DEAR MISS MANNERS: My husband is putting on a birthday party for me. I will be turning 57.
His sister has taken up the art of hand sculpting huge birthday cakes. She has been mastering the art of making huge, 3-foot-tall penises. She recently presented one to her mother-in-law for her birthday.
Needless to say, it didn't go over very well. She is very proud of herself and takes this cake-making business seriously. I have just found out that my husband has ordered a cake from her for my birthday.
I think she is grotesque, rude and out of line with these cakes. I am mortified that she might make the same penis cake for me.
How should I react? With disgust and asking her to leave? Or thanking her and putting a large garbage bag over it and offering it to her to take home?
I have told my husband I would be totally offended if I was presented with a cake like that as a surprise. He says don't worry about it. I'm sure she won't do it. But I know she will.
Please tell me what to say.
GENTLE READER: Say "Thank you," whisk it into the kitchen, slice it in small pieces and serve it on a platter. Just please don't describe the slicing to Miss Manners.
DEAR MISS MANNERS: I am 21 years old, and this summer I will be matriculating into medical school. As such, I find myself among the Southern landed gentry, many of my classmates being the sons of doctors or otherwise coming from wealthy families.
As a graduating gift, my grandparents have been generous enough to purchase me my own personalized stationery. But before I do so, I want to make sure that I am ordering what is appropriate and in good taste, since I will probably not be able to afford another copperplate for some time. I have decided that I want an embossed heading, but I am unsure as to what it should include.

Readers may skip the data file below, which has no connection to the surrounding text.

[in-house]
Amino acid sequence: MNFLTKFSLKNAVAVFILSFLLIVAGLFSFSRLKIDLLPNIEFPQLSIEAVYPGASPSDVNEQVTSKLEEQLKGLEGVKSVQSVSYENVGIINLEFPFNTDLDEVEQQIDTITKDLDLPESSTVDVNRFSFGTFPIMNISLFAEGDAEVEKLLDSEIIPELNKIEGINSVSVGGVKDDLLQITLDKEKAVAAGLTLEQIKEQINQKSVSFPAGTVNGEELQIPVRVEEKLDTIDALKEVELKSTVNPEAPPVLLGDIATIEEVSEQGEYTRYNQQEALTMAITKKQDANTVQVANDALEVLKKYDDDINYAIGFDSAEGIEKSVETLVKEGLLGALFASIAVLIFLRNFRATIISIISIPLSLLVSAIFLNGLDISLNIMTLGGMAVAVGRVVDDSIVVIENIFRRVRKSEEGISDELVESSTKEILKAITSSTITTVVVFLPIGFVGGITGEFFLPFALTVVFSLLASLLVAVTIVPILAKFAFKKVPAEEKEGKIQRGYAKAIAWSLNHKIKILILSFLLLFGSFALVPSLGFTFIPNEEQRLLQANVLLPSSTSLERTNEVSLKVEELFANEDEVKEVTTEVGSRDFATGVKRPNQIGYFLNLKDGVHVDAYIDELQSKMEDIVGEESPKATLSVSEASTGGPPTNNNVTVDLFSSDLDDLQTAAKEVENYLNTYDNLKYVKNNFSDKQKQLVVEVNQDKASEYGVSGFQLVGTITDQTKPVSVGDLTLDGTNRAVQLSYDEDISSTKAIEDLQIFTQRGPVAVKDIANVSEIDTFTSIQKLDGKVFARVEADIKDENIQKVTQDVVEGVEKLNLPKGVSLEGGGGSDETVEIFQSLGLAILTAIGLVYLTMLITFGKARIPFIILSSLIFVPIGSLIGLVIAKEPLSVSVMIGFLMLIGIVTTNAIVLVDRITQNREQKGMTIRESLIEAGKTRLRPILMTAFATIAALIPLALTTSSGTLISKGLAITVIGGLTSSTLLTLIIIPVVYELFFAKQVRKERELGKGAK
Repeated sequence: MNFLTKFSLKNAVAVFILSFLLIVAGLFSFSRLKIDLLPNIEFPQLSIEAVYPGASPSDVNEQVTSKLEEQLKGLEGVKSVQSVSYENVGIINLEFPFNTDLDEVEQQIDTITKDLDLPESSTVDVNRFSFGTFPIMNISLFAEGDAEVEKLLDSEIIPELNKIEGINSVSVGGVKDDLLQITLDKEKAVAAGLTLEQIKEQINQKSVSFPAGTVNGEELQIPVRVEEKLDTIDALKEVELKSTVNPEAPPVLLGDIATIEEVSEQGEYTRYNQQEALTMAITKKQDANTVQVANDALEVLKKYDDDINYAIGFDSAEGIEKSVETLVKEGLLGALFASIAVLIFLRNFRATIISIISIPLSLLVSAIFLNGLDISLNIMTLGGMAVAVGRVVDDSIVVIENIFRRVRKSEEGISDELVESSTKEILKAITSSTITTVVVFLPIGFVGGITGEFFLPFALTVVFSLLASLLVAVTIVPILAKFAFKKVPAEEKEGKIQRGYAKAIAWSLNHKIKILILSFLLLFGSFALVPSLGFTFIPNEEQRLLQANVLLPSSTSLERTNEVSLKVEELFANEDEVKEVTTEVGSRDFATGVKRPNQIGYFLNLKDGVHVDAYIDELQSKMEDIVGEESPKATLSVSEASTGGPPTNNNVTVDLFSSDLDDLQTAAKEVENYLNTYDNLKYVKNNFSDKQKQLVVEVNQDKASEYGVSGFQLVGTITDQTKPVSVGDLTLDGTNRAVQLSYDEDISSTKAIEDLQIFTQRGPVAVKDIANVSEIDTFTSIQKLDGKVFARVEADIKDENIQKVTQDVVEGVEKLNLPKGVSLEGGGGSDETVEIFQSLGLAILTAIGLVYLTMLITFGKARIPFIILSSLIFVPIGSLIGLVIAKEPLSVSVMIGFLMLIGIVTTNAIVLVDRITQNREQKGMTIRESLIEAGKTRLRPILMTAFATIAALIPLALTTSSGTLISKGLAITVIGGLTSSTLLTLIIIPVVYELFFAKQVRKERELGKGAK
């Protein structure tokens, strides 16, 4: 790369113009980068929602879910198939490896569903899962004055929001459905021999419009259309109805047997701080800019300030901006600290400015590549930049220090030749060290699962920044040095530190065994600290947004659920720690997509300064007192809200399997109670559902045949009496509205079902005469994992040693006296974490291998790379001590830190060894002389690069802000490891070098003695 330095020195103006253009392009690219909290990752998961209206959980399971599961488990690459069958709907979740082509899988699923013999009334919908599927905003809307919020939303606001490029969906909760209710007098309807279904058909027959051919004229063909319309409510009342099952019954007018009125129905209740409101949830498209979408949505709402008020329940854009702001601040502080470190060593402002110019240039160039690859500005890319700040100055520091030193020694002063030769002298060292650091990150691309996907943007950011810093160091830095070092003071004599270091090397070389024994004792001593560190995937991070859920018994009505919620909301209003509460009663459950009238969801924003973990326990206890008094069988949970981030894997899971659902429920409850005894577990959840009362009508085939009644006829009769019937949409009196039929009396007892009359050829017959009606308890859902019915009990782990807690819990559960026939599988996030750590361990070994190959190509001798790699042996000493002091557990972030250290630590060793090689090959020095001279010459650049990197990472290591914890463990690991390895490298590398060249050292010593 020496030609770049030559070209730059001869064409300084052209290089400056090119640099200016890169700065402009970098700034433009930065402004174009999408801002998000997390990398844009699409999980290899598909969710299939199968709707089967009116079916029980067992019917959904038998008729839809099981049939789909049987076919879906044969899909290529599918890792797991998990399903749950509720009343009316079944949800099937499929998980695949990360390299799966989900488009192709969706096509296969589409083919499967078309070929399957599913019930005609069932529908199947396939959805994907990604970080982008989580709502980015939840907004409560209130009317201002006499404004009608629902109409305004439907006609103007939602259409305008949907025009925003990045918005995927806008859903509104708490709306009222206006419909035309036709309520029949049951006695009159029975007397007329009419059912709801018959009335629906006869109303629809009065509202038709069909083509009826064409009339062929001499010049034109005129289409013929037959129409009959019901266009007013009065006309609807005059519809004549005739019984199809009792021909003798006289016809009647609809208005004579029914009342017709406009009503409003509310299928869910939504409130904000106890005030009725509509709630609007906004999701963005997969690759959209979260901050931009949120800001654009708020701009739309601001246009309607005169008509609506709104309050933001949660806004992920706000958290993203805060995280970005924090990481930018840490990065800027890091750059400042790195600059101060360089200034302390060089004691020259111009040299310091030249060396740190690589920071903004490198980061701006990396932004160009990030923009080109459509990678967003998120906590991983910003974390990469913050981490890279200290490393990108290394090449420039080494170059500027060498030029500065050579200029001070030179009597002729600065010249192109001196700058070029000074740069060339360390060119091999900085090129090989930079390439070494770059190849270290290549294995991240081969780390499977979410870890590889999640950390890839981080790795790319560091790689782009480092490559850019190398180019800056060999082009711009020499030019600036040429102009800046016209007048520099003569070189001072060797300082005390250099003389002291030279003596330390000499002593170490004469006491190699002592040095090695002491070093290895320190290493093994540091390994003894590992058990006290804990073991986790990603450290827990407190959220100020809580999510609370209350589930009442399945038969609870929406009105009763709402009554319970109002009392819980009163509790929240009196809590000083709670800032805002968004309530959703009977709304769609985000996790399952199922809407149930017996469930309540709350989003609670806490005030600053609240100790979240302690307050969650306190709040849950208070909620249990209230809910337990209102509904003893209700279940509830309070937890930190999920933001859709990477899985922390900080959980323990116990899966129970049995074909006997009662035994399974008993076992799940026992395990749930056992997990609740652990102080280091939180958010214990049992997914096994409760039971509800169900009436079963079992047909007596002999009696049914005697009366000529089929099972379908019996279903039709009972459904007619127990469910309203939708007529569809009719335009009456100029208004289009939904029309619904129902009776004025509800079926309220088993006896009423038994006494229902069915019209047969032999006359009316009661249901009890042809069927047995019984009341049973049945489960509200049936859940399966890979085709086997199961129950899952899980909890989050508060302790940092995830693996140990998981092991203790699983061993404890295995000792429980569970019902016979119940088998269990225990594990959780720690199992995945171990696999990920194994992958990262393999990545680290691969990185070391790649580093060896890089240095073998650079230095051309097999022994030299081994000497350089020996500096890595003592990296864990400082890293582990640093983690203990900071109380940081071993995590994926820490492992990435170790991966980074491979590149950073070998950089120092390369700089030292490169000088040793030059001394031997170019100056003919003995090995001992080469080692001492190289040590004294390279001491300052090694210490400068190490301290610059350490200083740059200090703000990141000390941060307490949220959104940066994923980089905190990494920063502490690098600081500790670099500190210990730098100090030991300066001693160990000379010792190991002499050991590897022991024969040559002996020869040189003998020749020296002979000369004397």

Please note that this stationery would be used for personal correspondence only. Furthermore, I will be attending residency to further my education, and my scholarship for medical school is through the Army, so I will not have a permanent address for some time.
GENTLE READER: That you plan to write real letters, on paper with ink, delights Miss Manners, who thought she was the only one left doing this. The key question concerning taste is whom you will be writing.
You will be shown all sorts of fanciful colors and styles, and urged to make your choice only on the basis of self expression, even if it results in turquoise paper with yellow lettering.
That would be all very well if you were to use the paper for little notes to close friends, but that function has been taken over by e-mail and texting. Miss Manners is guessing that you will be reserving it for serious letters of thanks, congratulations and condolences.
Serious paper is white or ecru, with engraving in black, gray or dark blue. It can be headed by one's full name (traditionally including honorific, which is not properly used on business paper) with or without an address, or by a monogram.
Because your address and title will change, a monogram would be the most enduring.